Conservation Actions Underway
Most of the archipelago is under national park protection, including much of the species's remaining natural habitat. Localised control of introduced predators is ongoing (Taylor and van Perlo 1998) and UNDP 'Galapagos Invasive Species' project taking place 2001-2007. Goats have been eradicated from Pinta, north Isabela and Santiago, and on Santiago a programme to eradicate pigs has been successfully completed (H. Vargas and F. Cruz in litt. 2000, Cruz et al. 2005). The islands were declared a World Heritage Site in 1979. Conservation Actions Proposed
Conduct standardised surveys on all range islands to assess the total population size. Monitor population trends through regular surveys. Study the impacts of predation and habitat degradation by alien species. Restrict movement of domestic animals on Floreana (Rosenberg 1990). Acquire plateau areas on San Cristóbal, and exclude herbivores from these areas (Rosenberg 1990). Restore plant communities on Santiago and north Isabela (Rosenberg 1990, A. Tye in litt. 2000). Monitor the expansion of invasive Cinchona in the highlands of Santa Cruz, and investigate its impact on the species (Gibbs et al. 2003). Investigate threats posed by rats and cats on Santa Cruz Island (D. Wiedenfeld in litt. 2012).

Cruz, F.; Donlan, C. J.; Campbell, K.; Carrion, V. 2005. Conservation action in the Galapagos: feral pig (Sus scrofa) eradication from Santiago Island. Biological Conservation 121: 473-478.

Franklin, A. B. 1979. Ecology and behaviour of the Galápagos Rail. Wilson Bulletin 91: 202-221.

Gibbs, J. P.; Shriver, W. G.; Vargas, H. 2003. An assessment of a Galapagos Rail population over thirteen years (1986 to 2000). Journal of Field Ornithology 74: 136-140.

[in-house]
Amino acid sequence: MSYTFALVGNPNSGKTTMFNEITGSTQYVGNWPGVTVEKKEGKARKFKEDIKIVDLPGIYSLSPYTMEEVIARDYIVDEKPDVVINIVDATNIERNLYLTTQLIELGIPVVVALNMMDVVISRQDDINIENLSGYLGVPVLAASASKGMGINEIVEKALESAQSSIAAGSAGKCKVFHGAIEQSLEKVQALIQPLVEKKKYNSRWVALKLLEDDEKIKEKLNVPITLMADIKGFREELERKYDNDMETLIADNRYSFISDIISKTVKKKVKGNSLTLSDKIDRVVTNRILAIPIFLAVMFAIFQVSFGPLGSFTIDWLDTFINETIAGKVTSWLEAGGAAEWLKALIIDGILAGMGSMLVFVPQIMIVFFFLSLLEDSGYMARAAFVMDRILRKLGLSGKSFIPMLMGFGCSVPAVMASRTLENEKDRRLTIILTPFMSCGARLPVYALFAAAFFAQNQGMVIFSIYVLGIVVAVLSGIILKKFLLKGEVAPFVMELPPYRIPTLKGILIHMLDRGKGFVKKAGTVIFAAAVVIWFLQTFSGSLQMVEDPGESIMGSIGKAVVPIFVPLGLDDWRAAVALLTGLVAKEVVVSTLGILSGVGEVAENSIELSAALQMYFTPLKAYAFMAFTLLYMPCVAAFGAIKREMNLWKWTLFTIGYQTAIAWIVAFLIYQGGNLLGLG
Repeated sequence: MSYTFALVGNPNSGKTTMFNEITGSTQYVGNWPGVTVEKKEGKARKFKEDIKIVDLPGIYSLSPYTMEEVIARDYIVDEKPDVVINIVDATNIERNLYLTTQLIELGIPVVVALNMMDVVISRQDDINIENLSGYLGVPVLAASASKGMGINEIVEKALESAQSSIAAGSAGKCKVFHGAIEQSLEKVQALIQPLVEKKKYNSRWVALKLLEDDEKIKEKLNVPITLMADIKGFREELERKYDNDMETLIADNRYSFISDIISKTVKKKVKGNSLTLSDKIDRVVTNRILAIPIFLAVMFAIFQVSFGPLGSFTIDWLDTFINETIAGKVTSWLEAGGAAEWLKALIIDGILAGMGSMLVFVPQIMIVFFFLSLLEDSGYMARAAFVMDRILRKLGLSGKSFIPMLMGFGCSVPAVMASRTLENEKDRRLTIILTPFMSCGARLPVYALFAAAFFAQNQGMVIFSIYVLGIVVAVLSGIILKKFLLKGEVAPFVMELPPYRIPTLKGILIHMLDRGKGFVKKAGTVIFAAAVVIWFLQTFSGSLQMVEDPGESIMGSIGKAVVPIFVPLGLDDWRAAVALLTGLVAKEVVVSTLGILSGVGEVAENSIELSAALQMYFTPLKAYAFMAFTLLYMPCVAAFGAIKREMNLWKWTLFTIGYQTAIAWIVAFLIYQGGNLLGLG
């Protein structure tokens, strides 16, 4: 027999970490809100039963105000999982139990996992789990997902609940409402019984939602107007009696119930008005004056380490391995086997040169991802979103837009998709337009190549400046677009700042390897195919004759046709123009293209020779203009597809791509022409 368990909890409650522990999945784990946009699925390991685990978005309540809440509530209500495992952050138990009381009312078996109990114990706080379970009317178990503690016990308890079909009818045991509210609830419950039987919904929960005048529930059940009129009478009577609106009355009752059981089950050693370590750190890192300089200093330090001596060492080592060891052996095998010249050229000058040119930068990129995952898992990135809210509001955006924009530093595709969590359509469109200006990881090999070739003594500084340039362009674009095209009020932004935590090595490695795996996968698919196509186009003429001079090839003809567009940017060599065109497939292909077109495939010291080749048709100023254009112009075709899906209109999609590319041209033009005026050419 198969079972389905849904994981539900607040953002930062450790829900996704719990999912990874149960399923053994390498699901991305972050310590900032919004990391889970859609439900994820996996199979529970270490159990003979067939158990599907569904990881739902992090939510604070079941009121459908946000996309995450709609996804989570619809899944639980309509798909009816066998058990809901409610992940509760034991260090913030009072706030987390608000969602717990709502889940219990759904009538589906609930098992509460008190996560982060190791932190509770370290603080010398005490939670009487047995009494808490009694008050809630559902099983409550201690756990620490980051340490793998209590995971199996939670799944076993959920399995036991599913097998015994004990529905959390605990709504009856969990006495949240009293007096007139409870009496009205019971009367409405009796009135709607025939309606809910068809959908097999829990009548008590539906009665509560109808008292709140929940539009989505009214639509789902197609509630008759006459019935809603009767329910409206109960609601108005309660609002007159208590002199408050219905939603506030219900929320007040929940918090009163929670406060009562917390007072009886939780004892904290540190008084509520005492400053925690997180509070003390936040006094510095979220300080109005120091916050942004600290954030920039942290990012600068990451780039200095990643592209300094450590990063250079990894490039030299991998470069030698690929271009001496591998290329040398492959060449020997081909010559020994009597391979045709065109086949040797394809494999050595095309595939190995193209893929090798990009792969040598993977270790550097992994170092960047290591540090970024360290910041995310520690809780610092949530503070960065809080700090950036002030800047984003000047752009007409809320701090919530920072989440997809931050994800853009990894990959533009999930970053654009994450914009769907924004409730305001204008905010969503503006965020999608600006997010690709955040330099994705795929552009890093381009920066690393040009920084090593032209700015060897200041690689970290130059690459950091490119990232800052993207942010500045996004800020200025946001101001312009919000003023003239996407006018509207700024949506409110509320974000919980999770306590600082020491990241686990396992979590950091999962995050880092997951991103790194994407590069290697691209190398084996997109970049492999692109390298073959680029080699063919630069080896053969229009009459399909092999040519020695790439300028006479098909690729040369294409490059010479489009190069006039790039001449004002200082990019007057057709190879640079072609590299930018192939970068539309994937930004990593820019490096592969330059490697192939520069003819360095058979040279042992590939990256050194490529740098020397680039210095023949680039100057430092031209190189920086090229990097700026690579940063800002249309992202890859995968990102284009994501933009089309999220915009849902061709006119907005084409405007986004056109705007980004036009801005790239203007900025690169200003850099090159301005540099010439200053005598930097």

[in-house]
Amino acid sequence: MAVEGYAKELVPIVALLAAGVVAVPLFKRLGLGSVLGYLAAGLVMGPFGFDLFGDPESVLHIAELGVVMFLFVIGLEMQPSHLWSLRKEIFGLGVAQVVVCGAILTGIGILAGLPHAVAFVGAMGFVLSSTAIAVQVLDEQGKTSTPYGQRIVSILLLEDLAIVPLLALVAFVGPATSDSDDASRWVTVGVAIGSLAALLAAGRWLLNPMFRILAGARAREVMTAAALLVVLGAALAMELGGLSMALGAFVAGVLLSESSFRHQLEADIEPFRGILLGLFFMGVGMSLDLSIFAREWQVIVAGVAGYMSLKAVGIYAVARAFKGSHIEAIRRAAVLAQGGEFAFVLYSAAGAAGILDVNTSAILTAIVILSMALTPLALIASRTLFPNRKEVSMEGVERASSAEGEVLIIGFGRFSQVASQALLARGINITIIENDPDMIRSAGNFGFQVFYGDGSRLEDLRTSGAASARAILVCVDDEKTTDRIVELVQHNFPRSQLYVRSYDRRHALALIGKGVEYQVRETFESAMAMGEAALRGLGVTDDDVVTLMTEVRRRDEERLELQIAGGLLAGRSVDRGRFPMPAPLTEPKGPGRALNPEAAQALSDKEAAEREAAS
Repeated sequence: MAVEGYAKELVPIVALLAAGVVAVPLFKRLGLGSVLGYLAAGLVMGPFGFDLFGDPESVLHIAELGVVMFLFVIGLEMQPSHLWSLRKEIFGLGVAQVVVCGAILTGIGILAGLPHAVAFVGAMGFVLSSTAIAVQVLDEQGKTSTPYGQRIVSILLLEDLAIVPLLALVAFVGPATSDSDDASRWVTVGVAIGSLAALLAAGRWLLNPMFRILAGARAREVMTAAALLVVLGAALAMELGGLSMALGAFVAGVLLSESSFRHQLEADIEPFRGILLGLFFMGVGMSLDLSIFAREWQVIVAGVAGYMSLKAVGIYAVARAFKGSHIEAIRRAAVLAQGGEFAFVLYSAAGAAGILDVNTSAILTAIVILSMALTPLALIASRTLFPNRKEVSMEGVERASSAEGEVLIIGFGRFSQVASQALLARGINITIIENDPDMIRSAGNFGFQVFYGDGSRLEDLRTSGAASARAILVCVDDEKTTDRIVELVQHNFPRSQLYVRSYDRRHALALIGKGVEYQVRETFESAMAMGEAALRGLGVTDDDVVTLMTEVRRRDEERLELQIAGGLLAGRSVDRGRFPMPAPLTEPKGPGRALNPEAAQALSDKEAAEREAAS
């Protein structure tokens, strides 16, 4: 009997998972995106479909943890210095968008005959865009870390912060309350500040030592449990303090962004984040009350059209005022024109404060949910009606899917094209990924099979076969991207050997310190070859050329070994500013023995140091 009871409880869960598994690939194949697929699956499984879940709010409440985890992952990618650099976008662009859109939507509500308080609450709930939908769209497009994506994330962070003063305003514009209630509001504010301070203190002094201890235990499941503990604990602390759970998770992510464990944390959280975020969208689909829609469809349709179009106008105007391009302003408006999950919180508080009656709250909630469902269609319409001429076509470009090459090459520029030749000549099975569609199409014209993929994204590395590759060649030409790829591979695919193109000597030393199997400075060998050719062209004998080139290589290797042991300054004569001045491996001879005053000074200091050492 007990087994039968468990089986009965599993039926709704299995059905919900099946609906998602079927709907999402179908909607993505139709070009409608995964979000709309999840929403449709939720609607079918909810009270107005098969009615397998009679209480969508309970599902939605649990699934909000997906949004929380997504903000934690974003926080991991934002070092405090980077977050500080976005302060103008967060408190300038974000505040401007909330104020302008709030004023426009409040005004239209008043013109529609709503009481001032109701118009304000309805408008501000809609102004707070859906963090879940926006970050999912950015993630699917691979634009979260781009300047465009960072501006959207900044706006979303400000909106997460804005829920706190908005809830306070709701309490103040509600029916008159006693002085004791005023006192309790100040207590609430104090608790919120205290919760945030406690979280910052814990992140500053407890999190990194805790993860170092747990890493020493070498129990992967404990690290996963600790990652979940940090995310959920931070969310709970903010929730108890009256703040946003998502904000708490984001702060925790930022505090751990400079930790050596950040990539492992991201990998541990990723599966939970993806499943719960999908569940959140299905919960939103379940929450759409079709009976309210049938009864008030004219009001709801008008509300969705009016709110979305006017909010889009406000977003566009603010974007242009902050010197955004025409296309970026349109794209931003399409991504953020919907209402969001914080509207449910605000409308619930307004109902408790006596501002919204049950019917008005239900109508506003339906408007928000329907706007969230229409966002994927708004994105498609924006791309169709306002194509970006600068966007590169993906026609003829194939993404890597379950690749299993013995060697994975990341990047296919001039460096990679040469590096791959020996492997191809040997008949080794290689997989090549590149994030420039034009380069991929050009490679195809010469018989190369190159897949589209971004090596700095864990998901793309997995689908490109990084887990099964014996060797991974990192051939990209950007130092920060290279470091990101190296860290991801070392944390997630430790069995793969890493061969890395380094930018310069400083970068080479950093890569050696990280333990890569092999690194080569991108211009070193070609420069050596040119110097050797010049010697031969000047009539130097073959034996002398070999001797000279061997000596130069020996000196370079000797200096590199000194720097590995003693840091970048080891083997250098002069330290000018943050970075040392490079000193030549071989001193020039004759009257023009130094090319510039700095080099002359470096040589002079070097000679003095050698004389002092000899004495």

Harris, M. P. 1982. A field guide to the birds of Galápagos. Collins, London.

IUCN. 2012. IUCN Red List of Threatened Species (ver. 2012.1). Available at: (Accessed: 19 June 2012).

Rosenberg, D. K. 1990. The impact of introduced herbivores on the Galápagos Rail (Laterallus spilonotus). Monographs in Systematic Botany from the Missouri Botanical Garden 32: 169-178.

Taylor, B. 1998. Rails: a guide to the rails, crakes, gallinules and coots of the world. Pica Press, Robertsbridge, UK.

Wiedenfeld, D. A. 2006. Aves, the Galápagos Islands, Ecuador. Check List 2: 1-27.

Further web sources of information
Explore HBW Alive for further information on this species

Search for photos and videos, and hear sounds of this species from the Internet Bird Collection

Text account compilers
Benstead, P., Mahood, S., McClellan, R., Pople, R., Sharpe, C J, Symes, A. & Temple, H.

Cruz, F., Gibbs, J., Tye, A., Vargas, H. & Wiedenfeld, D.

Recommended citation
BirdLife International (2016) Species factsheet: Laterallus spilonota. Downloaded from on 27/10/2016. Recommended citation for factsheets for more than one species: BirdLife International (2016) IUCN Red List for birds. Downloaded from on 27/10/2016.

This information is based upon, and updates, the information published in BirdLife International (2000) Threatened birds of the world. Barcelona and Cambridge, UK: Lynx Edicions and BirdLife International, BirdLife International (2004) Threatened birds of the world 2004 CD-ROM and BirdLife International (2008) Threatened birds of the world 2008 CD-ROM. These sources provide the information for species accounts for the birds on the IUCN Red List.

To provide new information to update this factsheet or to correct any errors, please email BirdLife

To contribute to discussions on the evaluation of the IUCN Red List status of Globally Threatened Birds, please visit BirdLife's Globally Threatened Bird Forums.

Key facts
Current IUCN Red List category Vulnerable
Family Rallidae (Rails, Gallinules, Coots)
Species name author (Gould, 1841)
Population size 3300-6700 mature individuals
Population trend Decreasing
Distribution size (breeding/resident) -
Country endemic? Yes
Links to further information
- Additional Information on this species